finger point

The ability to truly look at your personality, including any negative behaviors, openly and honestly, is a challenge and a gift.  It is also very difficult to learn how to change the direction of the finger pointing toward someone else to pointing that same finger toward yourself.

However, once behavior accountability is learned and accepted, there is so much more room in your head and heart for love and forgiveness. It takes patience and kindness to achieve this level of self-awareness.  I know it’s much easier to play the blame game and depend on other people’s behaviors to avoid looking at our own. However, to become the best version of yourself, this must be practiced.  There is a level of vulnerability that happens when you remove the veil of denial.  We all know our truth, and when it comes to our personality, refusing to take off the rose-colored glasses can make looking at who we are a little more palatable.  I learned this lesson the hard way, however, the result provided me with an increased self-awareness, acceptance and love.

Many years ago, when our youngest son played soccer, it was common for all the parents to hang out before practices and games. Sometimes, we would meet in the parking lot and have cocktails to be social. It was so much fun, and since we were spending every weekend together, bonds were formed. Over the course of the season, I became very good friends with another mom and spent a lot of time with her. I valued our relationship and considered us to be close friends.  Then one day, I was dumped.  She stopped answering calls, avoided me at practices and, basically, acted as if we didn’t know each other. This was a new experience and I had no idea how to handle it properly. From my perspective, she just stopped our friendship without justification.  It quickly became awkward in social settings and at the games.  I was hurt and angry and found myself analyzing her behaviors and how they were negatively affecting me.  In fact, the demise of our friendship became a topic of conversation with the others. I was back in Jr. High!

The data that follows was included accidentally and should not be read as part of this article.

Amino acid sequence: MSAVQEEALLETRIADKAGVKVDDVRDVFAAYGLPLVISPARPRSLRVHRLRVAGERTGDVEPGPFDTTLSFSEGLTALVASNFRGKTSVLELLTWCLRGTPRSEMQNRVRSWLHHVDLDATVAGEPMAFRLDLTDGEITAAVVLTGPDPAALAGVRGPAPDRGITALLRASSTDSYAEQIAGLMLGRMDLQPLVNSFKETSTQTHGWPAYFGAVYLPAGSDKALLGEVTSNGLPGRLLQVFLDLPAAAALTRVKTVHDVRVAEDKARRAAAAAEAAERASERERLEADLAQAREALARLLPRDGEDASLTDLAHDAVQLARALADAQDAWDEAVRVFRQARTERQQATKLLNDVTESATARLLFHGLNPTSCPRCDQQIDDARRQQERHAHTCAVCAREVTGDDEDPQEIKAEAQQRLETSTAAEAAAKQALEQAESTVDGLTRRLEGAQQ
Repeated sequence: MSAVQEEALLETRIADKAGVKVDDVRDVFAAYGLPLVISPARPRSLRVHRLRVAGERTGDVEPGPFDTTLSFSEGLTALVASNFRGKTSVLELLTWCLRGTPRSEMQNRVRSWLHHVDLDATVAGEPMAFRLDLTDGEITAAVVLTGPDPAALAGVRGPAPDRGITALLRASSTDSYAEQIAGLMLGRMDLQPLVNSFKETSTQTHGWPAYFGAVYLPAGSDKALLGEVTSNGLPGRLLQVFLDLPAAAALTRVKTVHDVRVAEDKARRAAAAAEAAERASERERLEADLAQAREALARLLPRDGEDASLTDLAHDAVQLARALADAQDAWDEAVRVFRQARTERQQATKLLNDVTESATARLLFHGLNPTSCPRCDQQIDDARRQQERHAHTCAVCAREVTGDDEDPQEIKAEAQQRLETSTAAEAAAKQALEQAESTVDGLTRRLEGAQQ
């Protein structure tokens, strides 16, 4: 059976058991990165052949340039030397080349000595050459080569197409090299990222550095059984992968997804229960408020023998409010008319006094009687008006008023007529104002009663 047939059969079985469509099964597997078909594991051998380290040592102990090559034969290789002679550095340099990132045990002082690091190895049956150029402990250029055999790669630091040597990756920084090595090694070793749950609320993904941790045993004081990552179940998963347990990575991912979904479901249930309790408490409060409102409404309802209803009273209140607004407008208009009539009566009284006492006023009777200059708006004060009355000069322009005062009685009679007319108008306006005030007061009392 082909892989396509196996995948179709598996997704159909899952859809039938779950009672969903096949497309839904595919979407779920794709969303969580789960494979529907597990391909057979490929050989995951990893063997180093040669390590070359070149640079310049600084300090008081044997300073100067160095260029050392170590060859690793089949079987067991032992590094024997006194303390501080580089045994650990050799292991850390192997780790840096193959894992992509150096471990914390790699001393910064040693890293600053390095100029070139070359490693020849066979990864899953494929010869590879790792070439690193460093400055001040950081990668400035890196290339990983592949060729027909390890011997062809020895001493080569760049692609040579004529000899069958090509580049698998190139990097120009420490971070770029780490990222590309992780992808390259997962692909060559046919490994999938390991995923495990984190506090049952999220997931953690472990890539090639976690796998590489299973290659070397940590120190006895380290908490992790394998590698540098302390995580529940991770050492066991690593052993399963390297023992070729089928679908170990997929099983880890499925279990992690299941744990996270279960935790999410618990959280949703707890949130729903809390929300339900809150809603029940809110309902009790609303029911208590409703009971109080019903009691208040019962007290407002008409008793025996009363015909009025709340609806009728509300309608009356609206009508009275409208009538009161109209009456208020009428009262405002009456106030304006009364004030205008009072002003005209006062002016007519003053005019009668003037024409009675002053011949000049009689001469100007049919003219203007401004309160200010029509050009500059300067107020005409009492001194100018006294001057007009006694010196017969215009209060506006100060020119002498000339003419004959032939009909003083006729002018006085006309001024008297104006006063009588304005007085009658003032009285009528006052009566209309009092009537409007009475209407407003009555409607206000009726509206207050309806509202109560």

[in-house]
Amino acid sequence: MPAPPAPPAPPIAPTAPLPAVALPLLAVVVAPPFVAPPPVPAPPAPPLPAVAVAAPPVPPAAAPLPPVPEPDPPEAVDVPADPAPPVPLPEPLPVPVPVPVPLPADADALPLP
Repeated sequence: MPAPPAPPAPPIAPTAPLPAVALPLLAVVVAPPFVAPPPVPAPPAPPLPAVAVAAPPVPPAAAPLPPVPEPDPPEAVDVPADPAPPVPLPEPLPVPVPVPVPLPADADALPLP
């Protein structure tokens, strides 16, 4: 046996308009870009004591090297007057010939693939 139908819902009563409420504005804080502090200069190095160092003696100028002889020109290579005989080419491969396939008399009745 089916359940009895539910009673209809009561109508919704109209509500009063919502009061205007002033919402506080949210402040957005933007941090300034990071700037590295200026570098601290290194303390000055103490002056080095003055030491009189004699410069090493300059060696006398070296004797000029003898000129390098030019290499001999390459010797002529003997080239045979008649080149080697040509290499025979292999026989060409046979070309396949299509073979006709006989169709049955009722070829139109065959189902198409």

To this day, I am still unsure whether I was “dumped” and, the truth is, it really doesn’t matter. What was poignant, was the ability to recognize that the demise of our friendship triggered adult insecurities and childhood traumas.  It wasn’t until I started attending workshops, reading books, writing and looking inward, that I was able to reflect back on this experience and recognize that what happened with this gal was just a projection of how I felt internally.  Despite knowing that my negative behaviors were not the most appropriate way to handle the situation, I still acted out because of the embarrassment for thinking I was “dumped.”

By the end of the year, I was experiencing feelings of regret and felt a huge calling to speak with her. I was consumed with how she made me feel and what I may have done to create this behavior.  At the time, I couldn’t see that my reaction toward her was the result of negative stories I was creating in my mind.  My goal to meet with her was to gain clarification and apologize for anything I may have done to create this situation. Confrontation is very scary and risky, but I knew, that to change the part of my personality I didn’t like, I had to meet with her.

It wasn’t until after our lunch, and I truly listened to her perspective, that I faced myself in the mirror and stopped projecting my fears, insecurities, and jealousy onto her.  So, was I dumped? I don’t know…but, what I know for sure, is that I was given an opportunity to gain self-realization and learn that when you project your lack of self-love onto others and you accuse them of not loving you enough, all you feel is unhappiness and insecurity.

The ability to truly look at your personality, including any negative behaviors, openly and honestly, is a challenge and a gift.  It is also very difficult to learn how to change the direction of the finger pointing toward someone else to pointing that same finger toward yourself.   

What was poignant, was the ability to recognize that the demise of our friendship triggered adult insecurities and childhood traumas.  It wasn’t until I started attending workshops, reading books, writing and looking inward, that I was able to reflect back on this experience and recognize that what happened with this gal was just a projection of how I felt internally.

 

Here’s the love

How we truly feel on the inside will dictate our behaviors on the outside.  No one can make you feel anything…it’s our responsibility to provide love and nurturing to ourselves in order be a better friend and human.  And, if someone doesn’t want to be your friend…it may have nothing to do with you…and yet, it may!

Jules With Love small